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Interest Expense. The interest expense was $42,851 in the three months ended September 30, 2018 as compared to $27,460 in the three months ended September 30, 2017. The increase of $15,391, or 56% was primarily because the Company made the interest payments for various related-party loans and two convertible promissory notes.

 

Net Loss. The net loss was $218,573 for the three months ended September 30, 2018 compared to $3,387,096 for the three months ended September 30, 2017. The Company’s net loss decreased by $3,168,523 or (93.5)% during the three-month period ended September 30, 2018 from the comparable period of 2017 primarily due to the changes in its operating expenses as described above.

 

Results of Operations — Nine Months Ended September 30, 2018 Compared to September 30, 2017.

  

   Nine Months Ended
September 30,
 
   2018   2017 
Revenues  $-   $- 
           
Cost of revenues   -    - 
           
Gross profit   -    - 
           
Operating expenses          
Selling, general and administrative expenses   520,256    521,954 
Research and development expenses   135,006    3,125,964 
Stock-based compensation   23,401    138,038 
Total operating expenses   678,663    3,785,956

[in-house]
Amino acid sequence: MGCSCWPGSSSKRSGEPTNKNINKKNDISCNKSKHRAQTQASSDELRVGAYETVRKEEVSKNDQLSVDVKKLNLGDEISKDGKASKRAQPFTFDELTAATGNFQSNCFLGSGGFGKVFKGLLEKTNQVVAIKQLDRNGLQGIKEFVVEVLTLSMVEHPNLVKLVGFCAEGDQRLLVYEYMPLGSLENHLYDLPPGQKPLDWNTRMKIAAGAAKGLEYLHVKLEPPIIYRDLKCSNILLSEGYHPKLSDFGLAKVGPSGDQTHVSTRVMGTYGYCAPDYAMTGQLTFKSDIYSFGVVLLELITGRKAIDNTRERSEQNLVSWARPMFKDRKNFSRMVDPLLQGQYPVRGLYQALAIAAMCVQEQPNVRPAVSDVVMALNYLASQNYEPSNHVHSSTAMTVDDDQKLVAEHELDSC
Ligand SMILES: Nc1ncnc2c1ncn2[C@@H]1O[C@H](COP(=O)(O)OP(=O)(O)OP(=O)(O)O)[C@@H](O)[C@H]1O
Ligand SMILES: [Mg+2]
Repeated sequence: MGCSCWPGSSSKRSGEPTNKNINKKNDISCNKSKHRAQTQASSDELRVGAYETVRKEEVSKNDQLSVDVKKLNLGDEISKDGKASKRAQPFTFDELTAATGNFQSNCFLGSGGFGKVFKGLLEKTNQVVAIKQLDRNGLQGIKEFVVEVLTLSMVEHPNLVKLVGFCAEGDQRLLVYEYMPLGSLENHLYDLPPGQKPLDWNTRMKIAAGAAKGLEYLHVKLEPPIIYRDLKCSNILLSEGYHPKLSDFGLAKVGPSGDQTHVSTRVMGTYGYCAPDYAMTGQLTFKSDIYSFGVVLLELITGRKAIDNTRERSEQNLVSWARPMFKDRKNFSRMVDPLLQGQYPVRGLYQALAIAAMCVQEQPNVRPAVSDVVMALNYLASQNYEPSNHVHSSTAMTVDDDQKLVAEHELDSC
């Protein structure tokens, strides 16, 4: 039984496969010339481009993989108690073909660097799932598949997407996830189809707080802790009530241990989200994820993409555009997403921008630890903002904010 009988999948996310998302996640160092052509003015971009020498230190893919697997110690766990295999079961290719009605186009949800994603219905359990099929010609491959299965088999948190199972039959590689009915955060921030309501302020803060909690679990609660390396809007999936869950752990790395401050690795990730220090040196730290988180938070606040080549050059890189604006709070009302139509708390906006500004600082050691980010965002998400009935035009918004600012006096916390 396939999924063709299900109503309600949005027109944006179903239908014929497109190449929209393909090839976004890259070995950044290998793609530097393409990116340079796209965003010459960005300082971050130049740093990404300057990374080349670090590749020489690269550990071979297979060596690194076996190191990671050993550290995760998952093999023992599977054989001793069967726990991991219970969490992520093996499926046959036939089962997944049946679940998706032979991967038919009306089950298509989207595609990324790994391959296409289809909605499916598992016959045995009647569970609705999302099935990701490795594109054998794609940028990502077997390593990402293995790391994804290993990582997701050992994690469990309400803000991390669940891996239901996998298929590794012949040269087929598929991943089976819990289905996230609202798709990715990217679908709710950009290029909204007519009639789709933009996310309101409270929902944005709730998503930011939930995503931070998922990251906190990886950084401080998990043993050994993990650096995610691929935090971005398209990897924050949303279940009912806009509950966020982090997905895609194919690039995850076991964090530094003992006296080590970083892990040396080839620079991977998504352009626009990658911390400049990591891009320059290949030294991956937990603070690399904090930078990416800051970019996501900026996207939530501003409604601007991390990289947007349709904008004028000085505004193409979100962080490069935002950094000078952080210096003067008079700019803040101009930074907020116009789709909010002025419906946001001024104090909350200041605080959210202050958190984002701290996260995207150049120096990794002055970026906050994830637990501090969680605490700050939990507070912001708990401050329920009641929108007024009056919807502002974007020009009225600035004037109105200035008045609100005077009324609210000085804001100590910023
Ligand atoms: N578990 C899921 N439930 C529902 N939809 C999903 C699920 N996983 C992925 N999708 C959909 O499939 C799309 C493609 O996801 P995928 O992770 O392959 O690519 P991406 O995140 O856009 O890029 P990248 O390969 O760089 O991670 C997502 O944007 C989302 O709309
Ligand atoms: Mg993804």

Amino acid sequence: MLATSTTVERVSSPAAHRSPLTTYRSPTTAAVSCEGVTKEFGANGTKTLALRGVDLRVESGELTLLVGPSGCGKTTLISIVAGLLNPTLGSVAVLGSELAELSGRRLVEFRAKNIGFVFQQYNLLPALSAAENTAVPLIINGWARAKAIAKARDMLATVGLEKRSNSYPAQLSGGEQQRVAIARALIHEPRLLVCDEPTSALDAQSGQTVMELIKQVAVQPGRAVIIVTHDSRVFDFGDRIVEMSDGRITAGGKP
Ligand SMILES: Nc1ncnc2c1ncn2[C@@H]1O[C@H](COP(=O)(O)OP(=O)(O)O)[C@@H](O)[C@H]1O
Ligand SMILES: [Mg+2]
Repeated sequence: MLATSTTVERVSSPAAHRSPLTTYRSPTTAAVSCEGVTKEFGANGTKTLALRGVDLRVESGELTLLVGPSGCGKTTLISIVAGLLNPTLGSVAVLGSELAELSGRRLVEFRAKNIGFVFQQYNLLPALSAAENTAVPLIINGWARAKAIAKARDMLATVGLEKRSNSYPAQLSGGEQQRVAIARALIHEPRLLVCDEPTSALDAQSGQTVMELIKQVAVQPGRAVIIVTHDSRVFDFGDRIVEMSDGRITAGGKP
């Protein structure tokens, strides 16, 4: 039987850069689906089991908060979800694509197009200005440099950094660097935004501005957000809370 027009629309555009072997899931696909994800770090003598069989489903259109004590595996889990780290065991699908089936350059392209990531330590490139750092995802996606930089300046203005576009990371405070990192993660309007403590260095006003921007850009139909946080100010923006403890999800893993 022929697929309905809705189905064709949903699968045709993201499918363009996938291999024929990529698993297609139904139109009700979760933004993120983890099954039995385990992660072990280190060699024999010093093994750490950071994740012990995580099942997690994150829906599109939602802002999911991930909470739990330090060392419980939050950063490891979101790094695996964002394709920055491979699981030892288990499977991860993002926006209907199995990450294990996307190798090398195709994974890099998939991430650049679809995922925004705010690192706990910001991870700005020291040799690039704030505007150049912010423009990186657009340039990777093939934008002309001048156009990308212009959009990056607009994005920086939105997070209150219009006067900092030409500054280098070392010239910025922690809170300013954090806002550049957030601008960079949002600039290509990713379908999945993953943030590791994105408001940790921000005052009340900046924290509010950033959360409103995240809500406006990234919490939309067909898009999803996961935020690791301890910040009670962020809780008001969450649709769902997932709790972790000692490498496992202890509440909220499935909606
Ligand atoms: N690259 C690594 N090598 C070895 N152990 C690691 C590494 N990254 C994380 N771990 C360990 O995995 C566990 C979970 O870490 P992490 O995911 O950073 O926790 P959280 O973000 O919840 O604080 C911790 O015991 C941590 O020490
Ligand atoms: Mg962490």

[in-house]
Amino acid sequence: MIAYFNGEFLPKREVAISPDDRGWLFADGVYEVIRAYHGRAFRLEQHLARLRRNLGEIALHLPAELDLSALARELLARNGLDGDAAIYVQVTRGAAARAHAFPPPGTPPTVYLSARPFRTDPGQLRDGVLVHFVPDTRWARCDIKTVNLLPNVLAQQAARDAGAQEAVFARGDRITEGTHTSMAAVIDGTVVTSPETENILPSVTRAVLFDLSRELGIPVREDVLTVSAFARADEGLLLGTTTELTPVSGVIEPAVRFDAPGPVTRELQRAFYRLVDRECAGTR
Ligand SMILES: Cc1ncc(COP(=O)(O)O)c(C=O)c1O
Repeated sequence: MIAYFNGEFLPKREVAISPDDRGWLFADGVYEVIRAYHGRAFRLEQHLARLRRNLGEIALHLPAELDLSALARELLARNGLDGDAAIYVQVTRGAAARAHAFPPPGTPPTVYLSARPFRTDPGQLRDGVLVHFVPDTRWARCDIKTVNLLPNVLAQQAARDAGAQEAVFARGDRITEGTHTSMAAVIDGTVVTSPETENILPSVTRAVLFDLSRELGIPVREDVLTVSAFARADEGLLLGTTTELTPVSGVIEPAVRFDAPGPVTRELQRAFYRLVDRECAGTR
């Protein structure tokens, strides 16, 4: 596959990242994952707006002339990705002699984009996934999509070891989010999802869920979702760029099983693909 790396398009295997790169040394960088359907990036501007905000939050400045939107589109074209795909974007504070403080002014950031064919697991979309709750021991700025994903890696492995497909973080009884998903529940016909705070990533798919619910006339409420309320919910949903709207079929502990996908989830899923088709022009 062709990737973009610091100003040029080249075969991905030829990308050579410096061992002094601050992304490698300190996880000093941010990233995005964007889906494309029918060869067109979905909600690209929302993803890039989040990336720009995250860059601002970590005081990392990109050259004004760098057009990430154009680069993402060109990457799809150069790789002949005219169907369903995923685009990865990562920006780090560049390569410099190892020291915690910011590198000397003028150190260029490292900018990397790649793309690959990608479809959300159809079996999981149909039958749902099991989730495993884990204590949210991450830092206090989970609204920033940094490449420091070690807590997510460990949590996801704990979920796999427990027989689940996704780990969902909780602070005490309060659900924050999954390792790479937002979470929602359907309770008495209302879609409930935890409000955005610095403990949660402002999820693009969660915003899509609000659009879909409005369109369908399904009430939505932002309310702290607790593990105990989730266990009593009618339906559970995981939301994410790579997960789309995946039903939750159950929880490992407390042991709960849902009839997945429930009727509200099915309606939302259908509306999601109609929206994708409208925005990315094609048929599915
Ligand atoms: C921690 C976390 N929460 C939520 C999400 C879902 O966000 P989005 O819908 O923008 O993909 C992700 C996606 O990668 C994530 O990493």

Loss from operations   (678,663)   (3,785,956)
           
Other income (expense)          
Interest income   -    100 
Interest expense   (114,682)   (74,960)
Total other income (expenses)   (114,682)   (74,860)
           
Loss from operations before income taxes   (793,345)   (3,860,816)
           
Provision for income taxes   1,850    830 
           
Net Loss and Comprehensive Loss  $(795,195)  $(3,861,646)

  

Revenues. We generated zero in revenues and zero in cost of sales for the nine months ended September 30, 2018 and 2017, respectively.

 

Operating Expenses. Our operating expenses were $678,663 in the nine months ended September 30, 2018 as compared to $3,785,956 in the nine months ended September 30, 2017. Our total operating expenses decreased by $3,107,293, or (82.1)% during the nine-month period ended September 30, 2018 from the comparable period of 2017. Such decrease in operating expenses was mainly attributable to the decrease in research and development expenses and stock-based compensation.